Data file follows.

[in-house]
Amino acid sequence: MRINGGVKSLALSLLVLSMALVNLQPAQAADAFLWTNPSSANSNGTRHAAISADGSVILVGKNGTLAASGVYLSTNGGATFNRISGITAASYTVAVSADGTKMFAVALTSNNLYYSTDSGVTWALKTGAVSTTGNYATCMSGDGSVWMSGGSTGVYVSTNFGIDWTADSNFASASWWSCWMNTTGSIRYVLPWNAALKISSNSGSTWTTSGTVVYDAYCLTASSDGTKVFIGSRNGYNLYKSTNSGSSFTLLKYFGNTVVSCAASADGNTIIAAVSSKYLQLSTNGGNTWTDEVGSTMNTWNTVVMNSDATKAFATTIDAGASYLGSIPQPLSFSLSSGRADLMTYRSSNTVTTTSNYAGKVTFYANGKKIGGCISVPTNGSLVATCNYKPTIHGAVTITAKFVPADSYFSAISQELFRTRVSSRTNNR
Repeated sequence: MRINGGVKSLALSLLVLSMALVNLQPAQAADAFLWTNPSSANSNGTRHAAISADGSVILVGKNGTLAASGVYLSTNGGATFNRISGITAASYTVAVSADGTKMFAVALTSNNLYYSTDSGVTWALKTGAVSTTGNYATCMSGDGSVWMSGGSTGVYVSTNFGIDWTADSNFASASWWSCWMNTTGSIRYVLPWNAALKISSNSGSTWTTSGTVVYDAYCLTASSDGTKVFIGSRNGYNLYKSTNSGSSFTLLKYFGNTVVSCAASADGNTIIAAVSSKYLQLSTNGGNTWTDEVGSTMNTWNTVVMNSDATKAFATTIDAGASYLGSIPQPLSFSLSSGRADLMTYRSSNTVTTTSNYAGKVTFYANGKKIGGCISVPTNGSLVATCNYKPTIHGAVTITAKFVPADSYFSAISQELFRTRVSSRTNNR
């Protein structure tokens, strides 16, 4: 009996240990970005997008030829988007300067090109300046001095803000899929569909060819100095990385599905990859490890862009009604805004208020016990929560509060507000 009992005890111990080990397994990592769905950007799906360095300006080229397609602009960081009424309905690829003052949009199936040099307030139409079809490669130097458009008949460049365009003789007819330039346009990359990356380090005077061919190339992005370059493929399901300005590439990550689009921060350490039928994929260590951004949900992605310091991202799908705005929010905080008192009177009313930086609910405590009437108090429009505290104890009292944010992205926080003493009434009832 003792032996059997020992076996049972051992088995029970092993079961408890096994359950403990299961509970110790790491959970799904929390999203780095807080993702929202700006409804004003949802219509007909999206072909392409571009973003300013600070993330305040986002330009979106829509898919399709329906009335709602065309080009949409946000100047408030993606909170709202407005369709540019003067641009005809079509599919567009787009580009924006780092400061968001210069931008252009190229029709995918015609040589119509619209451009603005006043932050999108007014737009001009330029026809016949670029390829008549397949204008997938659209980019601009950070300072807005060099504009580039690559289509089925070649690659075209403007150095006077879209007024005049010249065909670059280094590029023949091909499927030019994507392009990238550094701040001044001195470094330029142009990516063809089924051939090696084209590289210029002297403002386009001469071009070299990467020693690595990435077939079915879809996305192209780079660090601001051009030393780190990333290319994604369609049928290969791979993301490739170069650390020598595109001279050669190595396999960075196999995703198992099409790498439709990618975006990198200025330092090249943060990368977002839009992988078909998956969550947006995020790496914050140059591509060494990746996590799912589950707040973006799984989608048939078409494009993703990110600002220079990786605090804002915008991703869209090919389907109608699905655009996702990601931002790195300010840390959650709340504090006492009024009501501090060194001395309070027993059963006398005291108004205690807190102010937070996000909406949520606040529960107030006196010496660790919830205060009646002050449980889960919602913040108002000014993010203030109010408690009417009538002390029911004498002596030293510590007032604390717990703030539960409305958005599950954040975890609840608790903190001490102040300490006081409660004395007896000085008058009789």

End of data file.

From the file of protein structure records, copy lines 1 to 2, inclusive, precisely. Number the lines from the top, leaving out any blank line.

[in-house]
Amino acid sequence: MRINGGVKSLALSLLVLSMALVNLQPAQAADAFLWTNPSSANSNGTRHAAISADGSVILVGKNGTLAASGVYLSTNGGATFNRISGITAASYTVAVSADGTKMFAVALTSNNLYYSTDSGVTWALKTGAVSTTGNYATCMSGDGSVWMSGGSTGVYVSTNFGIDWTADSNFASASWWSCWMNTTGSIRYVLPWNAALKISSNSGSTWTTSGTVVYDAYCLTASSDGTKVFIGSRNGYNLYKSTNSGSSFTLLKYFGNTVVSCAASADGNTIIAAVSSKYLQLSTNGGNTWTDEVGSTMNTWNTVVMNSDATKAFATTIDAGASYLGSIPQPLSFSLSSGRADLMTYRSSNTVTTTSNYAGKVTFYANGKKIGGCISVPTNGSLVATCNYKPTIHGAVTITAKFVPADSYFSAISQELFRTRVSSRTNNR